Five Pernicious Myths About Hypnosis

Hypnosis has been used to help people with everything from smoking cessation to weight loss to phobias to shyness. Still, there are a few fallacies about hypnosis that have been perpetuated by the movies and television. Let us dispel a few of these.

What is hypnosis? Everyone has been hypnotized at some point or another. Everyone daydreams, and when you daydream you are under a form of self hypnosis. Perhaps you have even had people wave their hands in front of your face at one time or another to break you out of the “Trance”.

We have all been to a movie or have read a very scary book that has caused our heart rate to rise. We know that a book is composed of nothing but marks on paper, and a movie is nothing but a set of images on the screen, portrayed by actors and enhanced by computerized special effects. Still, the story draws us in. It is almost irresistible.

This is very similar to hypnosis. When you make suggestions to yourself, you do not have to consciously believe in them in order for them to be accepted by the deeper level of your mind known as the subconscious.

Unfortunately, a lot of misconceptions exist about hypnosis. LetÂ’s dispel a few of them.

1) It is not true that the hypnotist can make you do anything against your will. This stands to reason. If such a thing were possible, there are a lot of unscrupulous people out there who would use it to gain control over others. The best subject is a person who has a definite reason or motivation for wanting to be hypnotized.

You may have seen a stage hypnotist who makes people do silly things, but remember that when a volunteer steps on the stage, he is in effect agreeing to take on the role of a performer, and he acts as a performer.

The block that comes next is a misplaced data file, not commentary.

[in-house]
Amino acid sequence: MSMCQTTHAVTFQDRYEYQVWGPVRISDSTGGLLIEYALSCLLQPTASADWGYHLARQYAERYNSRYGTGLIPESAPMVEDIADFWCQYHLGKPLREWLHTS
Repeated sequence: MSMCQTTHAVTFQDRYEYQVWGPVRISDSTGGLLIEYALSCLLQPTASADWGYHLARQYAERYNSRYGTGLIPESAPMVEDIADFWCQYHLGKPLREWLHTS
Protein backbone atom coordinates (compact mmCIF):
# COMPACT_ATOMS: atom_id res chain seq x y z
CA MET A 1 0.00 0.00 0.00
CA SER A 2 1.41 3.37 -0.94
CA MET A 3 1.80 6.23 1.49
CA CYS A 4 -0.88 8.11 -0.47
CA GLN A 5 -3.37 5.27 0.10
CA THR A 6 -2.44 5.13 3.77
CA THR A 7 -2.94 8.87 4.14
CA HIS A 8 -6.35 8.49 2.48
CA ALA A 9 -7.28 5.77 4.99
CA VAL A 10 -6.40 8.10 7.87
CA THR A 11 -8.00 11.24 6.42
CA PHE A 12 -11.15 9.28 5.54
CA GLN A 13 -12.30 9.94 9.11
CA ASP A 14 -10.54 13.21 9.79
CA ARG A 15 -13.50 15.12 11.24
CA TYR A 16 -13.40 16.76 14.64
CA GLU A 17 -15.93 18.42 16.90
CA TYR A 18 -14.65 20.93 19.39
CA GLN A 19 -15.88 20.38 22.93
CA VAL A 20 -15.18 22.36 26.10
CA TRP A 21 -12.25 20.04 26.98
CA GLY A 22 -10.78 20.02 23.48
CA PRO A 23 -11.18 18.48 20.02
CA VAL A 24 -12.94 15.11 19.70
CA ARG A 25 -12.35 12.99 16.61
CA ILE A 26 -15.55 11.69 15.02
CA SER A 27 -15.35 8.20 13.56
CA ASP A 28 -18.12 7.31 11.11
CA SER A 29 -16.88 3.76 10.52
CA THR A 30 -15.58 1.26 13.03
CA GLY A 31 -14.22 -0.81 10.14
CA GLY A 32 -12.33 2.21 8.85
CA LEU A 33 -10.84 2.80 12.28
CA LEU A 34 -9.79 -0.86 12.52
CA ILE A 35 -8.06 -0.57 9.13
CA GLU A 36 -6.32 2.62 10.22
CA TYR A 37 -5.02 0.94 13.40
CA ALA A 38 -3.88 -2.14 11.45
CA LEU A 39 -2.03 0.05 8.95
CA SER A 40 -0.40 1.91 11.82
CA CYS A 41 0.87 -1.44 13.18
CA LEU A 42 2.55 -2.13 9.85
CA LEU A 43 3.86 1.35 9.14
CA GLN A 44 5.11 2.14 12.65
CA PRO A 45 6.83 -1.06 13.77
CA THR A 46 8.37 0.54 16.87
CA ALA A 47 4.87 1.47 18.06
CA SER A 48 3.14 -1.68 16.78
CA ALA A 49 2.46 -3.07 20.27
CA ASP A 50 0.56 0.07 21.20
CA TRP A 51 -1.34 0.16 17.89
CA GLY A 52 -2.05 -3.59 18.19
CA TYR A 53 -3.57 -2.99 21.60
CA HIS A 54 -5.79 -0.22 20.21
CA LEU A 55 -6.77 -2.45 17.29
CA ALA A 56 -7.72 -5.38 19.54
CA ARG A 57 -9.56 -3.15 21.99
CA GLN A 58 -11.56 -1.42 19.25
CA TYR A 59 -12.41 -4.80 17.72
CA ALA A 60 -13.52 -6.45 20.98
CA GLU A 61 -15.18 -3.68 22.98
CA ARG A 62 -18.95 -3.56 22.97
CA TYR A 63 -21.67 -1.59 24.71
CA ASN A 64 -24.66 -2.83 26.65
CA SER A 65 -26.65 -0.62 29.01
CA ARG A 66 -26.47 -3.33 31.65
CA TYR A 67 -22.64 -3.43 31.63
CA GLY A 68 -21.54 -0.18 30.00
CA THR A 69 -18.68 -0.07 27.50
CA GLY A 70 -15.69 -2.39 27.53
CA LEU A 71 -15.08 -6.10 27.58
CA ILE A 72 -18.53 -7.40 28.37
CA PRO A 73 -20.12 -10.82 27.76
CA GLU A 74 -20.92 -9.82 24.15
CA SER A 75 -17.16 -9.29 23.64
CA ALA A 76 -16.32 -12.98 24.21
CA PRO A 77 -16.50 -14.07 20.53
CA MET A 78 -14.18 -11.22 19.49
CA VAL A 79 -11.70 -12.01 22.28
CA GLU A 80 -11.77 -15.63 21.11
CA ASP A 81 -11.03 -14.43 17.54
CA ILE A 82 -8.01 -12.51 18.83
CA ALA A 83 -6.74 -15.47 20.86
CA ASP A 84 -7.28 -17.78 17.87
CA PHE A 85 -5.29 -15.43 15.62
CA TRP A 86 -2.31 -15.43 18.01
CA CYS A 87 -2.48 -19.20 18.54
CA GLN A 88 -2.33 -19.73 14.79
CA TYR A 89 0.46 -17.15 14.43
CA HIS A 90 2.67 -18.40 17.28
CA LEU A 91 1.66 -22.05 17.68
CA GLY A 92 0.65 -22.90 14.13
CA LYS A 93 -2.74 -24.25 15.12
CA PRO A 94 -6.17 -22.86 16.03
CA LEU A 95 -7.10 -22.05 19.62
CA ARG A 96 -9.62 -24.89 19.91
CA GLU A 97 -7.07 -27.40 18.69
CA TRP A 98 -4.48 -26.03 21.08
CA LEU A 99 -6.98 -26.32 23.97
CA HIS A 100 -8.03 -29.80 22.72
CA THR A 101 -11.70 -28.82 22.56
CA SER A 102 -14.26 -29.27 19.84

2) A person in the hypnotic state is not easily awakened, and may remain in that state for a long time if not properly brought out. This is also false. All hypnosis is really self hypnosis. I mentioned the example of daydreaming. Hypnosis is not something that is done to you, it is a state that you enter into voluntarily yourself. The hypnotist merely guides you or facilitates the process.

3) Hypnosis is a form of sleep. No, although hypnotists may use the term of sleep as a metaphor, in reality hypnosis is a form of increased concentration. It is similar to becoming completely absorbed in a book or movie.

Some people are surprised when the state of hypnosis isn’t as dramatic as they expect. They think that they couldn’t have been hypnotized because they were aware of everything that was happening. Actually, the state of hypnosis is more like a pleasant feeling of tranquillity. It’s a state of listlessness, of lethargy. You could move if you wanted to, but somehow it just seems to be too much trouble.

4) Hypnosis is a cure effected in only one or two sessions. This is another fallacy perpetuated by television. In most cases, you need a number of sessions before you start to see results.

5) Not everybody can be hypnotized. Only partially true. A good estimate is that 90% of all people can go into some level of Hypnosis. Some people say that everybody can. Or to put it another way, anybody who is not neurologically or mentally impaired can benefit by self hypnosis.

Not everybody can go into the same depth of hypnosis, and this leads us to another important point. It is not necessary to go into a deep state of Hypnosis in order to be helped. Many excellent results can be obtained from a light stage of induction. Of course, you want to deepen the hypnotic state as much as possible, and a competent hypnotist can help you do that.

Another question is what the state of hypnosis actually is, and whether it is generally accepted by the academic community. Although there might be some disagreement over what the exact state of hypnosis is, there can be no question that when somebody is operated on without the use of anesthetics, something very powerful is happening.